According to NBC, “Al Qaeda’s branch in Yemen consolidated control over much of the country’s largest province on Thursday, capturing a major airport, an oil terminal and the area’s main military base, and striking an alliance with local tribal leaders to administer the region.”
SANAA, Yemen (AP) — Saudi-led coalition airstrikes targeting Shiite rebels in Yemen intensified on Friday, with bombings in the capital, Sanaa, and the country’s second-largest city reaching their most intense levels since the campaign started last month, Yemeni security officials said.
Thick plumes of smoke rose high above Sanaa as weapons stores in the mountains overlooking the city exploded and burned, while local residents continued to flee the violence, said the officials, speaking on condition of anonymity because they were not authorized to talk to reporters.
In Yemen’s second-largest city, Taiz, the rebels known as Houthis clashed with units loyal to exiled President Abed Rabbo Mansour Hadi, with tanks and heavy machine guns firing throughout the day and airstrikes hitting a base of the Houthi-allied Republican Guard.
Airstrikes also continued in Saada, the Houthis’ northern stronghold, and Aden, the southern port city that the rebels have been trying to take for weeks, in cooperation with forces loyal to former PresidentAli Abdullah Saleh.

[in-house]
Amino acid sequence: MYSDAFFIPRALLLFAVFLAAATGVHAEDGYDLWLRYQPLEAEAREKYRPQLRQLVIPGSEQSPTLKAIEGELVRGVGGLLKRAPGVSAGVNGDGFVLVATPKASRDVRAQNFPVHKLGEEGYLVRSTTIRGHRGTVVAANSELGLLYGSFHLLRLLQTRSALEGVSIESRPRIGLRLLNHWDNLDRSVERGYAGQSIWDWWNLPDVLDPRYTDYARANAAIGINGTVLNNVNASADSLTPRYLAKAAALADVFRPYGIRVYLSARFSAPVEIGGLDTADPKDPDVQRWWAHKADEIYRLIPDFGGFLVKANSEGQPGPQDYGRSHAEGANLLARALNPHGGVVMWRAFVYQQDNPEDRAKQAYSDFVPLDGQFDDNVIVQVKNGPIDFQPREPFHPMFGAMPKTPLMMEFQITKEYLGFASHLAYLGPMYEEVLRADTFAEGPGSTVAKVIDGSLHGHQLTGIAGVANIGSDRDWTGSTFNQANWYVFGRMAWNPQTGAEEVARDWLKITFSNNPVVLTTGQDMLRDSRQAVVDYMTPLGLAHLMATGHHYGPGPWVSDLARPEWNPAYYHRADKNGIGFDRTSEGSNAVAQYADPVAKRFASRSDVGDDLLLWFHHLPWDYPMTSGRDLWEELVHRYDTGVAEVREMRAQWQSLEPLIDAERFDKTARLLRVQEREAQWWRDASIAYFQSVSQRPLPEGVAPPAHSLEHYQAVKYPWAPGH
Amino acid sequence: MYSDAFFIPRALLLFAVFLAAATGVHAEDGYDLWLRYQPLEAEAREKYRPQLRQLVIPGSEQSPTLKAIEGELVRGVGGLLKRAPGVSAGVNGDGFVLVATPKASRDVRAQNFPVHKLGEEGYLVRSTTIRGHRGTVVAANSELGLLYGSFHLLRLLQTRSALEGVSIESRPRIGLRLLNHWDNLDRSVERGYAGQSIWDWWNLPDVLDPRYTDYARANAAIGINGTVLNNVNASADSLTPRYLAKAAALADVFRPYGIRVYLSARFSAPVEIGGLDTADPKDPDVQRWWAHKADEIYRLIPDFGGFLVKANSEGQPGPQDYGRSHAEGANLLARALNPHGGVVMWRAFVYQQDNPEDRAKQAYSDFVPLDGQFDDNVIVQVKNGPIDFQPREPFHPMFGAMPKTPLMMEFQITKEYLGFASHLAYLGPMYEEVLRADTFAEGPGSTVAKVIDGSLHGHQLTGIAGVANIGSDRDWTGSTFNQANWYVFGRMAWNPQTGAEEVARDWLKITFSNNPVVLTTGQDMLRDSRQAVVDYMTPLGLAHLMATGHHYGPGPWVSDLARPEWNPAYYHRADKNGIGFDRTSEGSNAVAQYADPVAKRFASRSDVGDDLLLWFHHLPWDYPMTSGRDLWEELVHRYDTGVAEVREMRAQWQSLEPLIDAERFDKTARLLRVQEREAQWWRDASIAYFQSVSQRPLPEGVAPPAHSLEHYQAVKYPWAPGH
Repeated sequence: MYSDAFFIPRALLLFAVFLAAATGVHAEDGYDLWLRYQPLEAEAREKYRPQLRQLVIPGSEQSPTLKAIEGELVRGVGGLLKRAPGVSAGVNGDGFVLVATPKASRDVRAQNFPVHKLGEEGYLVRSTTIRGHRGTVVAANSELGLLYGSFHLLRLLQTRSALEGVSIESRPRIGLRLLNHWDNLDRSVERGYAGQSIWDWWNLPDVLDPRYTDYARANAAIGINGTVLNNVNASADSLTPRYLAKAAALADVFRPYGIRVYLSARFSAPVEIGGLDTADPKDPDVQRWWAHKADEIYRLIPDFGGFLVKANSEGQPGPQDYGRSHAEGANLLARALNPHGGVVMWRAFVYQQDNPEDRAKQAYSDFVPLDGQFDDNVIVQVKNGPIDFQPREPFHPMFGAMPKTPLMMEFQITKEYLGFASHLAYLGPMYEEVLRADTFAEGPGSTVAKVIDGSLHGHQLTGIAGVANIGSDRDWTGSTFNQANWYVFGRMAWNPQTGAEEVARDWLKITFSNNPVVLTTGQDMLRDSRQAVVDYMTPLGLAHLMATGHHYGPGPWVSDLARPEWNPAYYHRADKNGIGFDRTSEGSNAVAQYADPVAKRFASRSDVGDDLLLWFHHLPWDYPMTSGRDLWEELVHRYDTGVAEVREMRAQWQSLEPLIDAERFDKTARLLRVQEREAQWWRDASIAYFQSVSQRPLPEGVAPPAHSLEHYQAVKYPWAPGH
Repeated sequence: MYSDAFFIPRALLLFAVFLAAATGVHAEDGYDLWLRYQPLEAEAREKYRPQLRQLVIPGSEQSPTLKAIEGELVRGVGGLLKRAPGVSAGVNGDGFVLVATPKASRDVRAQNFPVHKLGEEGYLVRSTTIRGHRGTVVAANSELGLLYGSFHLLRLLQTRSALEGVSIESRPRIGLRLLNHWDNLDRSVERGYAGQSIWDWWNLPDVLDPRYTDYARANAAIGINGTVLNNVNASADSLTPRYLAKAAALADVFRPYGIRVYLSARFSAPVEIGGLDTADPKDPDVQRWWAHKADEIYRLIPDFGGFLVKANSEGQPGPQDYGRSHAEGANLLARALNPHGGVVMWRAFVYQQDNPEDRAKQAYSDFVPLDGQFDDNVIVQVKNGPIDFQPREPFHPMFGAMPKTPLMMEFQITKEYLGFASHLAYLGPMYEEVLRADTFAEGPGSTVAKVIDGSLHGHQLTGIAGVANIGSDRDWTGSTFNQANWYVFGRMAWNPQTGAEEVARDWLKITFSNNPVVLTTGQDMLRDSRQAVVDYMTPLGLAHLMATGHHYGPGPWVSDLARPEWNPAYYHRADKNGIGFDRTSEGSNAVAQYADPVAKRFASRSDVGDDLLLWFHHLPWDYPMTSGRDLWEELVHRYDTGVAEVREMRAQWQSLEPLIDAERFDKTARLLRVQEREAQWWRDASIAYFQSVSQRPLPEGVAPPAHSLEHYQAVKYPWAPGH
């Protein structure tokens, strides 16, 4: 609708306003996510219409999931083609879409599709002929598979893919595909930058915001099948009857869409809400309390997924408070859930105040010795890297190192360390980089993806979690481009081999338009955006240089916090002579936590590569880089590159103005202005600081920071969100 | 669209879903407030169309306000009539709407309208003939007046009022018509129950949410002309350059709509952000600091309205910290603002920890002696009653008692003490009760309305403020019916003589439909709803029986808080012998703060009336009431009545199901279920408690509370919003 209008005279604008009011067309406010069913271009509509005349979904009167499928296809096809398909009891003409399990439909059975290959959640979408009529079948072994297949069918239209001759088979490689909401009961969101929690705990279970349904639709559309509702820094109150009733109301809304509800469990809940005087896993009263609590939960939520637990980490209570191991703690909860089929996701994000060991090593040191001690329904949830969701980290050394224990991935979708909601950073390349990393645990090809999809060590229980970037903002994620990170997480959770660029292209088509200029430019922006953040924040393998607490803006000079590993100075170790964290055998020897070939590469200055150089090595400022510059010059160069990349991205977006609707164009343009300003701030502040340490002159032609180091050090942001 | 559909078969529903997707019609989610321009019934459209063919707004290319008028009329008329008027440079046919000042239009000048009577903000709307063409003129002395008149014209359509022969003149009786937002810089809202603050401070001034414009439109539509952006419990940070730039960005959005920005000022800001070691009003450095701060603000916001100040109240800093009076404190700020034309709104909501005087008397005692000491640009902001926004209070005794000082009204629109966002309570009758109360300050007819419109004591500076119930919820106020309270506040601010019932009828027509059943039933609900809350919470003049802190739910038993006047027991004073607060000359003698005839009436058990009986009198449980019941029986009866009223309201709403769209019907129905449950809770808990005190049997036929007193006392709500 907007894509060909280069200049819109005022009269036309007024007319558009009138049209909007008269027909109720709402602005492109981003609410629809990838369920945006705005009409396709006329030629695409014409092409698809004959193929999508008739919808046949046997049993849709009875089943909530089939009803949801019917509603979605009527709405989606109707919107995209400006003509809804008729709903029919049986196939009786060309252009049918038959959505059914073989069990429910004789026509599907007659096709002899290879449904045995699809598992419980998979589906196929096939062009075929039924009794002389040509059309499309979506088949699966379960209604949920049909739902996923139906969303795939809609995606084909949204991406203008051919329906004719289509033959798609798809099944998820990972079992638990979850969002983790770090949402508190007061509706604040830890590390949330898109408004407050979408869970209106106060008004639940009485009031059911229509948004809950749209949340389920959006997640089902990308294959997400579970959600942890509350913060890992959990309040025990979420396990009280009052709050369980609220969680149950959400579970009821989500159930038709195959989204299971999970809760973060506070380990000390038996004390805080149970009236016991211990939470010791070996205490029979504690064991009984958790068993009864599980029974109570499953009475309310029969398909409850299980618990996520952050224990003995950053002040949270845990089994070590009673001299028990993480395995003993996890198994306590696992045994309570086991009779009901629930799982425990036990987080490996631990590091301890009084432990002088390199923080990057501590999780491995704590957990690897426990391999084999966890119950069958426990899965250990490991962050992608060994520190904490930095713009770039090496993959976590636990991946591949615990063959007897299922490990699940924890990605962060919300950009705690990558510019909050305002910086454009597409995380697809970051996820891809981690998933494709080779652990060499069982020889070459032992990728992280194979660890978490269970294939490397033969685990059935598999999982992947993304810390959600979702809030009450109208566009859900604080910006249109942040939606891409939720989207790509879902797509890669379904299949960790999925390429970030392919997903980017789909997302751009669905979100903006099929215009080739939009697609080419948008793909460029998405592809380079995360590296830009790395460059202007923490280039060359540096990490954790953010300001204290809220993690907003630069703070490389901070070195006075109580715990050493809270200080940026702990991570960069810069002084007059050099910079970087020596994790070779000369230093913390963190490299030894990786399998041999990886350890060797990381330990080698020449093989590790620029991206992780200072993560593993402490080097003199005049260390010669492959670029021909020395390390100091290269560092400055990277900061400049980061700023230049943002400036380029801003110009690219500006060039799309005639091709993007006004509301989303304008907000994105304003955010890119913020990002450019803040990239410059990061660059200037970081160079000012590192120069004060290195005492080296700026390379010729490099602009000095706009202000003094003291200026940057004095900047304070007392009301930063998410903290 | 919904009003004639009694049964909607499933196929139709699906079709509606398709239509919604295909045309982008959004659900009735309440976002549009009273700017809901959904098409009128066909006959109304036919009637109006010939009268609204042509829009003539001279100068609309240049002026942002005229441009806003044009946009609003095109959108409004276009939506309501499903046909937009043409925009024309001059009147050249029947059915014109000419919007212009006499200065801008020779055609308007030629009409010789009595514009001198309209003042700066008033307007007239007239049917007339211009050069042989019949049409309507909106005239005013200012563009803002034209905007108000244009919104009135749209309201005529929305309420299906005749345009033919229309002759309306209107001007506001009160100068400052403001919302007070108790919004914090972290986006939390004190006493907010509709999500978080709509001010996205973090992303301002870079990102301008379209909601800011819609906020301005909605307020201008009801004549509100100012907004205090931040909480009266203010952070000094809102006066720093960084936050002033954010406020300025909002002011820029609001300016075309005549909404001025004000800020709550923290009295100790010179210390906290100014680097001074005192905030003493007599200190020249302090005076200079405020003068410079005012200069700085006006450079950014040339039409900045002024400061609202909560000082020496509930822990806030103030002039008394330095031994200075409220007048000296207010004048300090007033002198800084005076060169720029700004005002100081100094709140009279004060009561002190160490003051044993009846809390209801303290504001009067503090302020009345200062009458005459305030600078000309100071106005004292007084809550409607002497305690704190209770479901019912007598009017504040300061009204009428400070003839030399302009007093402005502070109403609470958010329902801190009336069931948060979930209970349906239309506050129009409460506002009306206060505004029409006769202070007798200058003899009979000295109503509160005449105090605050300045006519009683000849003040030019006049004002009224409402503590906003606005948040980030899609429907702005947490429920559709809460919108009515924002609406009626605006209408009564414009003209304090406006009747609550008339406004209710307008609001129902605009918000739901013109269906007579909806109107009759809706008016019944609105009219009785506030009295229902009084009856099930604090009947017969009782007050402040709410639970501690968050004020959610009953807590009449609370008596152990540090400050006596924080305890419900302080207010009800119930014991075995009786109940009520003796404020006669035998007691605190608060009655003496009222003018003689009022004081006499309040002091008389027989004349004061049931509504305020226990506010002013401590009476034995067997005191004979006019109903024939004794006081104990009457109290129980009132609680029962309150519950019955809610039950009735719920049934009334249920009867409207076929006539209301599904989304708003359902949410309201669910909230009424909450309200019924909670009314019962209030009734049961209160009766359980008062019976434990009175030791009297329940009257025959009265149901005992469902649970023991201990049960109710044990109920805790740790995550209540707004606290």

Meanwhile, the United Nations urged the international community to provide $274 million in aid to help save lives and protect some 7.5 million people affected by Yemen’s conflict.
In a statement, the U.N. said that along with its partners in Yemen, it needed the funds to purchase medical supplies, safe drinking water, food assistance, emergency shelter and to provide logistical support.
Fighting between the rebels and forces loyal to Hadi intensified in March. The Saudi-led coalition of major Sunni countries in the region launched the airstrikes on March 26 but has so far failed to halt the rebels’ advance or get them to lay down their arms.
The for the Coordination of Humanitarian affairs says that the turmoil has killed hundreds of people and displaced at least 150,000. UNHCR says shelter is emerging as a pressing humanitarian need in the country.